If an apodment and a co-living space had a child, this empty place would be their baby. A camera takes us from a dim-lit staircase to a cold, clean space devoid of personal mementos. Its dweller, a dancer, paws a patch of plastic grass and plush red carpet on the floor, fiddles a rock, caresses the cold metal of the stair railing as though it were made of human skin.
The video, projected on a large screen suspended in the center of Gallery4Culture, is the the nucleus of a group show, Caché, that uncovers the moral and personal underpinnings of unbridled development and gentrification. For the peculiar name, artists Max Cleary, Jackson Baker Ryan and Alex Boeschenstein borrow from advertising lingo and marketing cachet, but there’s more to it.
Caché means “hidden” in French. It also recalls the movie of the same name by Austrian director Michael Haneke. His film zooms in on a bourgeois couple trapped by an anonymous stalker, who sends his “subjects” surveillance videos of their own house. Slowly, this psycho-political thriller shifts into a thorny tale of denial and individual/collective guilt. The movie is a convenient cheat sheet for this exhibition: It too lays bare the feeble foundations of western prosperity and will haunt you in its excellence.
In the aforementioned apodment video, Cleary, Ryan and Boeschenstein take cues from two masters of uncanny suspense, Hitchcock and Kubrick. In using the directors’ tropes of staircases, doubles (two identical red doors in two green houses, two squares) and haunted houses, the trio transmutes Kubrick’s and Hitchcock’s horror to an anxious cinematic tour of a 21st-century townhome. The effect is strangely similar: a creeping unease that echoes Freud’s theory of the uncanny. Repetitions and doubles, he argued, prompt both attraction and repulsion. This cognitive dissonance exposes our hidden impulses, and thus our latent guilt.
In Caché, the repulsion is in the attraction. The viewer might feel a tinge of guilt after ogling sculptures made from salvaged construction elements or plaster pieces splayed out on a table, or crafting the perfect Instagram post of the geometric framework of a low-hanging grid structure. Why is this display—sterile and purposefully devoid of history—so aesthetically pleasing? I wasn’t the only one caught in the the allure. During a packed First Thursday opening night, the crowd flocked to the exhibit, which could’ve been the Pinterest board of a Seattle architect sprung to life. But the show’s hyper-aesthetics mismatch the subtle unease underlying the work, and that’s exactly the point.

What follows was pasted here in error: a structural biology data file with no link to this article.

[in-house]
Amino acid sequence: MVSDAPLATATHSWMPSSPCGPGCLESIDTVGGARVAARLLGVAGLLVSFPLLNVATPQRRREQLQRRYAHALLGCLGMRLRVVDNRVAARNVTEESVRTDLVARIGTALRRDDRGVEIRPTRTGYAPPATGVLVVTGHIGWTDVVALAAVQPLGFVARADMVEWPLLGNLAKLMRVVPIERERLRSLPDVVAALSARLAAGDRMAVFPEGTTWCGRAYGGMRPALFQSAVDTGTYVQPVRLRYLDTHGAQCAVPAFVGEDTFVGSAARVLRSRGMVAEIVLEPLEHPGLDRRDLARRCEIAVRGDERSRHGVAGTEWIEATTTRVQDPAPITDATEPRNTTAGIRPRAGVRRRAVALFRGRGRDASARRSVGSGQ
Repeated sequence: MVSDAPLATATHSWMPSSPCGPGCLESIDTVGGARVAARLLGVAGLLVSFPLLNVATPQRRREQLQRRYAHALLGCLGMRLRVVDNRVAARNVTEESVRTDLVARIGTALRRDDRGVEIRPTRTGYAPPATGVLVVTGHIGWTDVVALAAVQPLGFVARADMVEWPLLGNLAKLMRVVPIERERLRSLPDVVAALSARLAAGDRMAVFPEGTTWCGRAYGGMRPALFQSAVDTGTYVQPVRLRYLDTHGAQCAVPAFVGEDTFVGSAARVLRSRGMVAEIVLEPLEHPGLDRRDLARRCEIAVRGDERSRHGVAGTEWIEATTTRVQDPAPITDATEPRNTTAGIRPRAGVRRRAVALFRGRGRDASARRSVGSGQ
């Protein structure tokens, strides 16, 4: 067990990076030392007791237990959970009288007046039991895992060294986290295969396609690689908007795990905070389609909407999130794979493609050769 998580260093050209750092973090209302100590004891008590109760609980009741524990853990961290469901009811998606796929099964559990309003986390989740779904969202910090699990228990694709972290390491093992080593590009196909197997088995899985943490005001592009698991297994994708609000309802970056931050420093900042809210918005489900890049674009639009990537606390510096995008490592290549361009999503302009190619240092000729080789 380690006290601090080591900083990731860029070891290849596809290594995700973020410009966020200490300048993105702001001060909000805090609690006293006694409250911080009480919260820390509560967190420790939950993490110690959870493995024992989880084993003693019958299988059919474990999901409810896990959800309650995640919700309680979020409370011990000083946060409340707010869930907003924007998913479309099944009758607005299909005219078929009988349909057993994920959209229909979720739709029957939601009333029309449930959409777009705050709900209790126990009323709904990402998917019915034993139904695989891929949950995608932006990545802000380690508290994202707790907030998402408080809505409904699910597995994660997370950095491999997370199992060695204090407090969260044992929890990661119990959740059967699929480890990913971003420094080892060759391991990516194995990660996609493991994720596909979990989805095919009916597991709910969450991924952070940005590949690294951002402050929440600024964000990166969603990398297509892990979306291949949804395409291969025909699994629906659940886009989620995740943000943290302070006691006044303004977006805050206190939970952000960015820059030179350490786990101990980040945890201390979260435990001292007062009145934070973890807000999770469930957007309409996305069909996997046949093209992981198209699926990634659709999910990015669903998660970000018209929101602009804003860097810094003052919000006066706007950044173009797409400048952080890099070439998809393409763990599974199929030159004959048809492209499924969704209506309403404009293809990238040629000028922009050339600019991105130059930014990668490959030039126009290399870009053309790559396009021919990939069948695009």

The arrangement of objects, seemingly salvaged from an apodment construction site, might as well be a display of an urban history museum of gentrification. Unlike a natural history museum, nothing’s organic; even the fur and grass are fake. The plaster hoops and ladders, glass boxes and tiles carry too little history to be artifacts.
The sheer volume of objects taking over the space is overwhelming. While backing up to look at the hieroglyphic blueprints next to photo collages and prints of digitally deformed houses, I almost tripped over a tripod draped with a bathmat and, on the floor, a laminated print framed by yellow tape. Even the pedestal carrying a grid overflowing with insulation foam is printed with digital images, its hollow side stuffed with painted plaster sticks. There’s more and more—and then some more. The artistic braggadocio parallels the city’s relentless growth. It conquers the space. As denizens, we can only consume or get out.
On crepe paper in a folder on the table, scribbled phrases intersperse blueprints and black-and-white photos of construction material. Exposure to raw material promotes honesty, reads one—a stab at the bourgeois aesthetics of the concrete-loft look. On the left floats the phrase to be apart from/to be a part of. Another notes, You are one of many, but so is everyone else. Like the rest of the show, these words are too unnerving to be superficial.
Caché is more than a glossy critique of gentrification. The artists lament the loss of intimacy and belonging, too. The grass will always be fake, the altar crafted with white tiles and IKEA candles always sterile. These mass-produced objects are fed to us as craft, just like so many of our ideas of beauty. With this sobering realization comes another: whether we’re the fictional townhome-dweller or a very real visitor to the show, we are anything but unique, yet still very lonely.
Caché runs until April 27 at Gallery4Culture. Photos courtesy of the artists.